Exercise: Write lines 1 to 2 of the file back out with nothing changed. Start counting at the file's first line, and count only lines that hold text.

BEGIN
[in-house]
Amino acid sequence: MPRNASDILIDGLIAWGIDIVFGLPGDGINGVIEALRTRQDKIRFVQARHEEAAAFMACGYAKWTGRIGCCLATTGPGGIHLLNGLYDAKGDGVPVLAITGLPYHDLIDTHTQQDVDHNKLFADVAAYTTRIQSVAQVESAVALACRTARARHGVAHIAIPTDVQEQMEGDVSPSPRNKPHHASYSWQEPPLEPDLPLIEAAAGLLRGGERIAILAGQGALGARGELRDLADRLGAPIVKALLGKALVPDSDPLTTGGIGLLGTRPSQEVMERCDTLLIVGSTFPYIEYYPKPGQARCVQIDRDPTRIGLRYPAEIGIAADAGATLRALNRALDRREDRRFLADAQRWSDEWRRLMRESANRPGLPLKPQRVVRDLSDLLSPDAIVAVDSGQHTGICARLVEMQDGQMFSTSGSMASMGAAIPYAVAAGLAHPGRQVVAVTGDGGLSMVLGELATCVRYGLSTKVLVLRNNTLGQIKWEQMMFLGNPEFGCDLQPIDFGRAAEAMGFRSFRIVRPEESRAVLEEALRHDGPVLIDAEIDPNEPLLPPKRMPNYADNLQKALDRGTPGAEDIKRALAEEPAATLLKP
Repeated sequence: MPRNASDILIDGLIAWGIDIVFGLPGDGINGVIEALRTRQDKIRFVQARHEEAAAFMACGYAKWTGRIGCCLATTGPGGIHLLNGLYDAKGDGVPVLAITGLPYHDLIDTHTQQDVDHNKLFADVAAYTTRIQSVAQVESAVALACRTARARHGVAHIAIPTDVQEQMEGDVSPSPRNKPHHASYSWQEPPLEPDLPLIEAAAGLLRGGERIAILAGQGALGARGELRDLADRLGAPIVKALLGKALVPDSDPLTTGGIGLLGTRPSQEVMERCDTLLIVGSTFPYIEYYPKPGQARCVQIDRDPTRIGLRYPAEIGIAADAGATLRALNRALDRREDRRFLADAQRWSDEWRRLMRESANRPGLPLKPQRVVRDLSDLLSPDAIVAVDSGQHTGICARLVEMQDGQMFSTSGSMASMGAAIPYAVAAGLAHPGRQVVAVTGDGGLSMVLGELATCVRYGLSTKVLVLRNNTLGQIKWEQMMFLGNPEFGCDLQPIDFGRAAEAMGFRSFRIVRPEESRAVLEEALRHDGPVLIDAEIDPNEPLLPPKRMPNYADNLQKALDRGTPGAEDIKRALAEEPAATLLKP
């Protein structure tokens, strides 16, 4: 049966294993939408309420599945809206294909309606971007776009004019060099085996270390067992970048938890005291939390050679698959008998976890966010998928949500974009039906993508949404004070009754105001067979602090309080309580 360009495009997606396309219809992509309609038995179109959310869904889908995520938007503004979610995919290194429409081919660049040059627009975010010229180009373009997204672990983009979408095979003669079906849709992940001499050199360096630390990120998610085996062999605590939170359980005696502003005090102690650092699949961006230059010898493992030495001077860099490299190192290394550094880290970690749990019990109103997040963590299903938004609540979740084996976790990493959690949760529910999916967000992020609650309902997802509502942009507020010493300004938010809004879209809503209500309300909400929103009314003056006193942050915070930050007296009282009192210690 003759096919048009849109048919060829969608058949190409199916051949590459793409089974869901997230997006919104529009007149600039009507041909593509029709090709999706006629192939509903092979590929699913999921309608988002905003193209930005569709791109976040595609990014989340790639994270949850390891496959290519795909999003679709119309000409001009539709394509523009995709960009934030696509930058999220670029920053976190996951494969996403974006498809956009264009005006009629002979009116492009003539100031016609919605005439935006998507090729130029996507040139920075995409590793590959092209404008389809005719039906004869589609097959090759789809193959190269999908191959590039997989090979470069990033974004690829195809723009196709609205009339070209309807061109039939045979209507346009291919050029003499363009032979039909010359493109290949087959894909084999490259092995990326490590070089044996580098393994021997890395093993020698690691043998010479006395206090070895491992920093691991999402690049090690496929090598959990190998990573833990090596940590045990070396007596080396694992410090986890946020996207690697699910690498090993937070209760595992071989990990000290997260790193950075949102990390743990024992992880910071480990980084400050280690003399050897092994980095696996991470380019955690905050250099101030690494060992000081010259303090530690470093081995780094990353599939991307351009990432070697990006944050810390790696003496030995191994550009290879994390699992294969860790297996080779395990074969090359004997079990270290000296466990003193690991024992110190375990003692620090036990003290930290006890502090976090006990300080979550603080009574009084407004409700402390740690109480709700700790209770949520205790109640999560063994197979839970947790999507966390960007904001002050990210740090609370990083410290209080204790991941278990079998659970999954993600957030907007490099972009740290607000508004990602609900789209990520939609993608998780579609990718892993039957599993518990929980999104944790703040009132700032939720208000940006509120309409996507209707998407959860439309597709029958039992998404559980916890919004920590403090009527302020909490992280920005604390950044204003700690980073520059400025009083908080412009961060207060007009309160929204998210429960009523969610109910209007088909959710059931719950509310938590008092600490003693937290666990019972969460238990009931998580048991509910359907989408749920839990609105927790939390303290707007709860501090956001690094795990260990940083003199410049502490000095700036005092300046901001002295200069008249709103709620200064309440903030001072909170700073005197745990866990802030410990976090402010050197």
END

[in-house]
Amino acid sequence: MPRNASDILIDGLIAWGIDIVFGLPGDGINGVIEALRTRQDKIRFVQARHEEAAAFMACGYAKWTGRIGCCLATTGPGGIHLLNGLYDAKGDGVPVLAITGLPYHDLIDTHTQQDVDHNKLFADVAAYTTRIQSVAQVESAVALACRTARARHGVAHIAIPTDVQEQMEGDVSPSPRNKPHHASYSWQEPPLEPDLPLIEAAAGLLRGGERIAILAGQGALGARGELRDLADRLGAPIVKALLGKALVPDSDPLTTGGIGLLGTRPSQEVMERCDTLLIVGSTFPYIEYYPKPGQARCVQIDRDPTRIGLRYPAEIGIAADAGATLRALNRALDRREDRRFLADAQRWSDEWRRLMRESANRPGLPLKPQRVVRDLSDLLSPDAIVAVDSGQHTGICARLVEMQDGQMFSTSGSMASMGAAIPYAVAAGLAHPGRQVVAVTGDGGLSMVLGELATCVRYGLSTKVLVLRNNTLGQIKWEQMMFLGNPEFGCDLQPIDFGRAAEAMGFRSFRIVRPEESRAVLEEALRHDGPVLIDAEIDPNEPLLPPKRMPNYADNLQKALDRGTPGAEDIKRALAEEPAATLLKP